Even security vendors can be targets. In the SolarWinds case, one of the higher-profile companies breached was FireEye, one of the most well-known cybersecurity vendors. FireEye said the attackers didn't get into customer-facing systems, and that they only got access to penetration tools used for security testing. But the fact that a company like FireEye got hit at all is worrisome.

Another example came in November 2020, when another leading cyber security company, Sophos, suffered a data breach that exposed some sensitive customer information.

This fall, security vendor Immuniweb said in a research report that 97 percent of the world's top 400 cybersecurity companies had data leaks or other security incidents exposed on the dark web – and that 91 companies had exploitable website security vulnerabilities.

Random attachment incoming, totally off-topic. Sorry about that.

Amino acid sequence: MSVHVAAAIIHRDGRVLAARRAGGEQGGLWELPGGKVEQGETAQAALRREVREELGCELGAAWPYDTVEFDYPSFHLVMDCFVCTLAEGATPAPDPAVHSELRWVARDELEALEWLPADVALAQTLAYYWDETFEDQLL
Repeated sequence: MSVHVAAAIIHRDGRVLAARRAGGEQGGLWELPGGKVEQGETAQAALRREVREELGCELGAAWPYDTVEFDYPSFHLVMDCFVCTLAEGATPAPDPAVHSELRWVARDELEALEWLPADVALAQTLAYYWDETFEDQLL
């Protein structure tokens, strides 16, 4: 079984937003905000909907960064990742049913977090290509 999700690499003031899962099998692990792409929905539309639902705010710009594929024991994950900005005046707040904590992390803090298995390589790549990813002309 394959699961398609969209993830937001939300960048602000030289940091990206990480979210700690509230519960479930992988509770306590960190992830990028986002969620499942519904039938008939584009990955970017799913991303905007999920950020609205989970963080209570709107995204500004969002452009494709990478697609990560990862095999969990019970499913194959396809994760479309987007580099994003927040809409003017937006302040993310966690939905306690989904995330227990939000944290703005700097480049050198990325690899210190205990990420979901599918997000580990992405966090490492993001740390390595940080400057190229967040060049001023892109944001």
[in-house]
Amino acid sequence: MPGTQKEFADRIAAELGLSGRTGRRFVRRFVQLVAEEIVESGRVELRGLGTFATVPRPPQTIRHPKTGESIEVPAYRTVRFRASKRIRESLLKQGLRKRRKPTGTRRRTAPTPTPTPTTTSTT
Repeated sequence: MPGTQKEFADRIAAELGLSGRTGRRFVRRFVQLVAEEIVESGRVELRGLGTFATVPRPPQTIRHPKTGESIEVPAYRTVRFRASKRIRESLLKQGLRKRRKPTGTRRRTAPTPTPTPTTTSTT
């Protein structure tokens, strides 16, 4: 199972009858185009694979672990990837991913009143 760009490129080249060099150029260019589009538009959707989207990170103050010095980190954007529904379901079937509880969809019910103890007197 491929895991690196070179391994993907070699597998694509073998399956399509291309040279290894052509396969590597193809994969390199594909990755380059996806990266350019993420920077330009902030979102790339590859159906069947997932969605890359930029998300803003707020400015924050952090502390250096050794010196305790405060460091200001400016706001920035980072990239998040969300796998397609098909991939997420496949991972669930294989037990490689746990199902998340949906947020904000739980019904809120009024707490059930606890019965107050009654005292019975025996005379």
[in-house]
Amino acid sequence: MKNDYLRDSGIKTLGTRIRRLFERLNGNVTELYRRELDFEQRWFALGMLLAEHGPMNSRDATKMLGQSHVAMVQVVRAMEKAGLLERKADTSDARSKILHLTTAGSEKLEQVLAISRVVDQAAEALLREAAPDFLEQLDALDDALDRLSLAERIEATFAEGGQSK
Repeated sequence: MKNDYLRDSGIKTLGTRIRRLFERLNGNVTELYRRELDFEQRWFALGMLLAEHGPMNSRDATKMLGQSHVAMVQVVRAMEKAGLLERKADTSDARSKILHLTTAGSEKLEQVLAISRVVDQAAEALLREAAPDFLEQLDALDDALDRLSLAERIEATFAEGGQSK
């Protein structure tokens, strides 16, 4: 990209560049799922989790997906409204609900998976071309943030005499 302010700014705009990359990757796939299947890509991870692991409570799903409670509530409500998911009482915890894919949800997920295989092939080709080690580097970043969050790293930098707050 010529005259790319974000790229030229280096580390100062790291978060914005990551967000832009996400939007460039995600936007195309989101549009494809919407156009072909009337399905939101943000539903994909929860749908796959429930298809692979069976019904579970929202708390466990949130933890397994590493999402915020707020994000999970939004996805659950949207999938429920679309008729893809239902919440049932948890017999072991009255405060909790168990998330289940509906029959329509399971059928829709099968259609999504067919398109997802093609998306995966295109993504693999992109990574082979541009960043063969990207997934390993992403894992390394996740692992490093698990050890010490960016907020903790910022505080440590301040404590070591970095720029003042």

Supply chain attacks aren't a recent development. In 2011, RSA Security admitted that its SecurID tokens were hacked. One of its customers, Lockheed Martin, was attacked as a result.

If these vendors are potentially vulnerable, every vendor is.

Attacks like the SolarWinds one, which compromise commercial software vendors, are one of three types of supply chain attacks. The other categories are attacks on open source software projects and direct interference by nation states in the products their domestic vendors make (such as China’s alleged leveraging of Huawei’s global install base).

The Open Source Supply Chain Threat

According to Sonatype's 2020 State of the Software Supply Chain report, supply chain attacks targeting open source software projects are a major issue for enterprises, since 90 percent of all applications contain open source code – and 11 percent of those have known vulnerabilities.

For example, in the 2017 Equifax breach, which the company said cost it nearly $2 billion, attackers took advantage of an unpatched Apache Struts vulnerability.

And 21 percent of companies said they had experienced an open source-related breach in the previous 12 months.